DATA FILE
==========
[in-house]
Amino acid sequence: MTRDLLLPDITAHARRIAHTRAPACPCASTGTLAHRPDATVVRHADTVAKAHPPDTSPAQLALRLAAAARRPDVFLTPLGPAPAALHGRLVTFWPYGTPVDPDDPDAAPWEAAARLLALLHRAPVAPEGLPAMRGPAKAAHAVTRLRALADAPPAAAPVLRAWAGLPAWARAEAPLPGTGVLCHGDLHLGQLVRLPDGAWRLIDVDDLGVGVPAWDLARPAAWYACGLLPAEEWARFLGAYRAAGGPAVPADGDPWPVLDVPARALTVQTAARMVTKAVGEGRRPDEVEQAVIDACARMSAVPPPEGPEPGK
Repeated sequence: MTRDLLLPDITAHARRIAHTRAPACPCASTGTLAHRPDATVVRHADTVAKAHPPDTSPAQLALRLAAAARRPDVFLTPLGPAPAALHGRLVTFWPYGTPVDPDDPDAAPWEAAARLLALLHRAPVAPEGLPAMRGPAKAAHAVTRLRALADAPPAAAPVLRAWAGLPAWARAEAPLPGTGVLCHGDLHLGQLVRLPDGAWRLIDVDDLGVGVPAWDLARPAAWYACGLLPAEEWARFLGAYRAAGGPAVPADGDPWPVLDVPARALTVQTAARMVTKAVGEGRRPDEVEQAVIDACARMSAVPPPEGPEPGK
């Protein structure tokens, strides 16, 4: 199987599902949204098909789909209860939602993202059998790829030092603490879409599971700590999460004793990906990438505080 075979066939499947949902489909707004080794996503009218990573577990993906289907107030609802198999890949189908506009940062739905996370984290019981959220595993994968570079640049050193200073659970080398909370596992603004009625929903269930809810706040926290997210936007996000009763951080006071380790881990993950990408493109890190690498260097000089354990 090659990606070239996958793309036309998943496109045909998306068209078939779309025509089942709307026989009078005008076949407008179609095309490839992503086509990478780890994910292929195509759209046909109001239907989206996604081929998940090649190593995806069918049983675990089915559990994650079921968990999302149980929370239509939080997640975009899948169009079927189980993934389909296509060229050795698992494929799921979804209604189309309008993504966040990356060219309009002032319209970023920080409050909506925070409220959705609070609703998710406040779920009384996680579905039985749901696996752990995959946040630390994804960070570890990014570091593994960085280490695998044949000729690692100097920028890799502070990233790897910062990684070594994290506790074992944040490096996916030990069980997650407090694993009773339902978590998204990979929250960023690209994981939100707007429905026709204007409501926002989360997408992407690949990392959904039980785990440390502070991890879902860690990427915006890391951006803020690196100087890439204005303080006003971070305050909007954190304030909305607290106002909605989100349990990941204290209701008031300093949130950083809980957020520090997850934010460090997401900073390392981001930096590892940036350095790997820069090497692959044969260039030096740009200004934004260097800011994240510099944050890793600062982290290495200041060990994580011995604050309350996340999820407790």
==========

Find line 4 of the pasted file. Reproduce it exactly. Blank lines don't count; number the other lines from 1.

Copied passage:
């Protein structure tokens, strides 16, 4: 199987599902949204098909789909209860939602993202059998790829030092603490879409599971700590999460004793990906990438505080 075979066939499947949902489909707004080794996503009218990573577990993906289907107030609802198999890949189908506009940062739905996370984290019981959220595993994968570079640049050193200073659970080398909370596992603004009625929903269930809810706040926290997210936007996000009763951080006071380790881990993950990408493109890190690498260097000089354990 090659990606070239996958793309036309998943496109045909998306068209078939779309025509089942709307026989009078005008076949407008179609095309490839992503086509990478780890994910292929195509759209046909109001239907989206996604081929998940090649190593995806069918049983675990089915559990994650079921968990999302149980929370239509939080997640975009899948169009079927189980993934389909296509060229050795698992494929799921979804209604189309309008993504966040990356060219309009002032319209970023920080409050909506925070409220959705609070609703998710406040779920009384996680579905039985749901696996752990995959946040630390994804960070570890990014570091593994960085280490695998044949000729690692100097920028890799502070990233790897910062990684070594994290506790074992944040490096996916030990069980997650407090694993009773339902978590998204990979929250960023690209994981939100707007429905026709204007409501926002989360997408992407690949990392959904039980785990440390502070991890879902860690990427915006890391951006803020690196100087890439204005303080006003971070305050909007954190304030909305607290106002909605989100349990990941204290209701008031300093949130950083809980957020520090997850934010460090997401900073390392981001930096590892940036350095790997820069090497692959044969260039030096740009200004934004260097800011994240510099944050890793600062982290290495200041060990994580011995604050309350996340999820407790």